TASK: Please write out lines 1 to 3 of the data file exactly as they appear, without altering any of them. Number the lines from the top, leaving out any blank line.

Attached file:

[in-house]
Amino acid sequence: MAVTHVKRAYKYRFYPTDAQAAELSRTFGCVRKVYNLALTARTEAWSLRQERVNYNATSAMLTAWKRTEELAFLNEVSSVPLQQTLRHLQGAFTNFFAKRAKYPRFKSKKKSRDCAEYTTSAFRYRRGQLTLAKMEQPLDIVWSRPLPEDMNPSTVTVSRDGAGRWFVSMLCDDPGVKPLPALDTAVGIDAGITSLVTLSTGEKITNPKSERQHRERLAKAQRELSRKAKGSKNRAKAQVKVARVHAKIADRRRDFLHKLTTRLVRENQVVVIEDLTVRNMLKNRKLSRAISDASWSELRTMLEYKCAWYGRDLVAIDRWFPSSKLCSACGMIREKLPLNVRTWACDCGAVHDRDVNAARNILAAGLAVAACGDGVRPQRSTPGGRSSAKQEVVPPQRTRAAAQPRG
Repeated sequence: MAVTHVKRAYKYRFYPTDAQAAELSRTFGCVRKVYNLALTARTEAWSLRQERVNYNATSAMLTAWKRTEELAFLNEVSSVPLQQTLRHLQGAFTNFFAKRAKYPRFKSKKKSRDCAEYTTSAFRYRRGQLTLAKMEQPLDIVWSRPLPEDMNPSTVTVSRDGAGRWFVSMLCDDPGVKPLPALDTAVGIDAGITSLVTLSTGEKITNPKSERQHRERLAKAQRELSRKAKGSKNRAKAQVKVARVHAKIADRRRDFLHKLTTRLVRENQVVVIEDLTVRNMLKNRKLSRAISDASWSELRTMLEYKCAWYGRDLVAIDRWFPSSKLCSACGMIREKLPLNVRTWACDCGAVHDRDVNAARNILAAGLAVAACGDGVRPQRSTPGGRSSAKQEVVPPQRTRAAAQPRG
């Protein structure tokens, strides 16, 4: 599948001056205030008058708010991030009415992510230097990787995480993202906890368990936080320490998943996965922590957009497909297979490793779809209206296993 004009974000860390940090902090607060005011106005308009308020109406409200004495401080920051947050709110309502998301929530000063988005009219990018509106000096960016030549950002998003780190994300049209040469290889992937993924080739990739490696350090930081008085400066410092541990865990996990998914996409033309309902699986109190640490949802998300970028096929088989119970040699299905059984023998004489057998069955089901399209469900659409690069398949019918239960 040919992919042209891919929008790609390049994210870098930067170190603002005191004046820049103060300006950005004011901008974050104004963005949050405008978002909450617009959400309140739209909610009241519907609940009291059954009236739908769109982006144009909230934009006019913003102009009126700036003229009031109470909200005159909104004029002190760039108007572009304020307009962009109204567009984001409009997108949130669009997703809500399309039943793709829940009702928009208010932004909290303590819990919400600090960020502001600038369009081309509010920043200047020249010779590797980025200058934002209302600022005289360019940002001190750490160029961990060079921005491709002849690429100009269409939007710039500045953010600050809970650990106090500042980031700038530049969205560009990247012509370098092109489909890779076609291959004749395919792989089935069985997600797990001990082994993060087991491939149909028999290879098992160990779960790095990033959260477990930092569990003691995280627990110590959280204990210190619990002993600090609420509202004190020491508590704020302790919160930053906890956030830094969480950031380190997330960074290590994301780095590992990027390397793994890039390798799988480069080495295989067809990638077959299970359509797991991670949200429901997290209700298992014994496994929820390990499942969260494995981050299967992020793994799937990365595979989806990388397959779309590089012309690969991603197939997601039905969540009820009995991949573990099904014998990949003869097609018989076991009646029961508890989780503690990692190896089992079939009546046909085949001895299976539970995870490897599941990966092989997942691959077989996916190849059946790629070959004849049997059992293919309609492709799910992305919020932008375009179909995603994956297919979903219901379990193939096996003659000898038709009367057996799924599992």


[in-house]
Amino acid sequence: MAVTHVKRAYKYRFYPTDAQAAELSRTFGCVRKVYNLALTARTEAWSLRQERVNYNATSAMLTAWKRTEELAFLNEVSSVPLQQTLRHLQGAFTNFFAKRAKYPRFKSKKKSRDCAEYTTSAFRYRRGQLTLAKMEQPLDIVWSRPLPEDMNPSTVTVSRDGAGRWFVSMLCDDPGVKPLPALDTAVGIDAGITSLVTLSTGEKITNPKSERQHRERLAKAQRELSRKAKGSKNRAKAQVKVARVHAKIADRRRDFLHKLTTRLVRENQVVVIEDLTVRNMLKNRKLSRAISDASWSELRTMLEYKCAWYGRDLVAIDRWFPSSKLCSACGMIREKLPLNVRTWACDCGAVHDRDVNAARNILAAGLAVAACGDGVRPQRSTPGGRSSAKQEVVPPQRTRAAAQPRG
Repeated sequence: MAVTHVKRAYKYRFYPTDAQAAELSRTFGCVRKVYNLALTARTEAWSLRQERVNYNATSAMLTAWKRTEELAFLNEVSSVPLQQTLRHLQGAFTNFFAKRAKYPRFKSKKKSRDCAEYTTSAFRYRRGQLTLAKMEQPLDIVWSRPLPEDMNPSTVTVSRDGAGRWFVSMLCDDPGVKPLPALDTAVGIDAGITSLVTLSTGEKITNPKSERQHRERLAKAQRELSRKAKGSKNRAKAQVKVARVHAKIADRRRDFLHKLTTRLVRENQVVVIEDLTVRNMLKNRKLSRAISDASWSELRTMLEYKCAWYGRDLVAIDRWFPSSKLCSACGMIREKLPLNVRTWACDCGAVHDRDVNAARNILAAGLAVAACGDGVRPQRSTPGGRSSAKQEVVPPQRTRAAAQPRG